A high IOP is generally accepted as a risk factor for glaucomatous optic nerve damage onset and progression. However, the increased IOP theory alone cannot explain the glaucomatous optic neuropathy observed in patients with normal IOP. Research has implicated vascular factors in the development of this type of injury. Past studies have demonstrated an association between glaucoma and a high degree of platelet aggregability.9–12,15,16 In the early 70s, Begg et al recognized that small vessel disease was associated with glaucomatous atrophy of the optic nerve head, and characterized a hypercoagulable state as a predisposition for glaucoma.9 Two years later, Drance et al observed an increased platelet adhesiveness (over 60%) in the majority of patients with low-tension glaucoma that they examined.10 A limitation of this study was that no group was used for statistical comparison regarding this outcome. The studies of Hoyng et al shed new light on the topic. Their team tested platelet aggregation in 79 patients with POAG, and in 81 patients with ocular hypertension but no glaucomatous damage, to find a higher incidence of SPA in patients with POAG over 70 years of age.11 Remarkably, the high incidence of SPA in patients with POAG was observed to be independent of the presence or absence of vascular diseases.11 In a follow-up study, the same group observed a higher percentage of SPA in POAG patients with visual field deterioration, compared to POAG patients without visual field loss and patients with ocular hypertension but no visual field defects.12 A Croatian study reported a higher ratio of circulating platelet aggregates in patients with advanced glaucoma accompanied by visual loss, compared to healthy controls.15 However, the same team failed to demonstrate a statistically significant difference in circulating platelet aggregates between patients with POAG and progression of visual field loss, and patients with POAG and non-progressive loss of visual fields, even though circulating platelet aggregate values were pathologic and higher in the former group.19 Nevertheless, this observation does not exclude increased platelet aggregability as a risk factor for glaucomatous optic nerve injury. It is increasingly accepted that the pathogenesis of glaucoma is multifactorial, and indeed high platelet aggregability cannot solely explain visual field loss in glaucoma patients. A Japanese study confirmed the role of platelet hyper-aggregation in glaucoma. They observed that an increased platelet aggregation as defined by ADP- or collagen-induced abnormal secondary aggregation in-vitro is frequently associated with glaucoma patients.16 Interestingly, this tendency is more apparent in patients with normal-tension glaucoma.16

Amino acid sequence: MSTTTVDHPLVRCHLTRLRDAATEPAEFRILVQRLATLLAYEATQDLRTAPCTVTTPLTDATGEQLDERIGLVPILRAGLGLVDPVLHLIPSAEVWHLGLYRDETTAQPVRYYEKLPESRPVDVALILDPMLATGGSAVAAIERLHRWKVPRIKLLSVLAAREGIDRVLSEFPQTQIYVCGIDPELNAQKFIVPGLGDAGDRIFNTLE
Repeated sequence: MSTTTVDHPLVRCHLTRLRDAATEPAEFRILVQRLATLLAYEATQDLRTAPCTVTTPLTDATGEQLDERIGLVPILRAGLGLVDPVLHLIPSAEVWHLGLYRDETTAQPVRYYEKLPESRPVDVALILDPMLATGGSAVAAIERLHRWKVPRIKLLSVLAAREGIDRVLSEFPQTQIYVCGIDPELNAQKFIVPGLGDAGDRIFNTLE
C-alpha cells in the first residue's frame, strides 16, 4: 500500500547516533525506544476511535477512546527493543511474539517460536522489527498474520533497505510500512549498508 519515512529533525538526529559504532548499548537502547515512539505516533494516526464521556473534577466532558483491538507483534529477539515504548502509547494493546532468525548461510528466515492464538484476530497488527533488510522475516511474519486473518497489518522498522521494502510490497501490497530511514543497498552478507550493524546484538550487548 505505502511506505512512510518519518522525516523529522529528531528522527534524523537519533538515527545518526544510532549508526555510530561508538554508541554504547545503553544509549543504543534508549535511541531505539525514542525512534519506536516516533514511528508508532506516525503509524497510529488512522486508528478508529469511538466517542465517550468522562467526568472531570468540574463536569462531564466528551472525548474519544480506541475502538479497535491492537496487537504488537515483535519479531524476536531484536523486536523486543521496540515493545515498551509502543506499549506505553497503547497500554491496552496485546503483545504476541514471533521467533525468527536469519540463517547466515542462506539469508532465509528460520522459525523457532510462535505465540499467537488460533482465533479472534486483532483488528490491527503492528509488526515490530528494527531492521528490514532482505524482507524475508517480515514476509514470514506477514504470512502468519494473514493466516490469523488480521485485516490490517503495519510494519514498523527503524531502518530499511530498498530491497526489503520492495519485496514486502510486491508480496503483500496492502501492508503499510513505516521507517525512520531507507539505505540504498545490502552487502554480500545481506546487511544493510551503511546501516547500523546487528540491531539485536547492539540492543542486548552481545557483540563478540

The exact mechanism of glaucomatous damage due to platelet hyper-aggregation is not clear. It has been postulated that microcirculatory defects, such as vasoconstriction and retention of blood, damage endothelial cells, leading to sub-endothelial collagen exposure which triggers platelet aggregation, subsequently causing ischemic injury of the optic nerve.12,16,20 The Ocular Hypertension Treatment Study demonstrated that occurrence of disc hemorrhage predisposes to the development of POAG,21 while later Shim et al22 claimed that micro-infarctions within the optic nerve head and retinal circulatory disorders may be the cause of disc hemorrhages in patients with normal-tension glaucoma.9,22–24 Platelets indeed seem to play a role in this process. However, the primary risk factor for disc hemorrhages in these experiments was found to be delayed – instead of increased – platelet aggregation.22 A possible cause of platelet hyper-reactivity in patients with glaucoma may involve the pigment epithelium-derived factor (PEDF). PEDF is a multifunctional secreted protein that has been found to possess antithrombogenic, anti-angiogenic, and vasculoprotective properties in vivo, thereby protecting against vascular events.25–28 Also, PEDF suppresses occlusive thrombus formation by inhibiting platelet activation and aggregation in rats through its anti-oxidative properties.29 In glaucomatous eyes, PEDF is significantly reduced,30 a fact which may predispose to increased platelet aggregability and the establishment of a thrombogenic state. A final explanation could be that platelet aggregates exclusively promote an elevated IOP by blocking the physiological pores of Schlemm’s canal.31 Platelets’ role is fundamental in the function of the inner wall of Schlemm’s canal.31 A disruption or alteration in their function may result in extensive pore occlusion and decreased aqueous humor drainage. However, this does not explain low-tension glaucoma.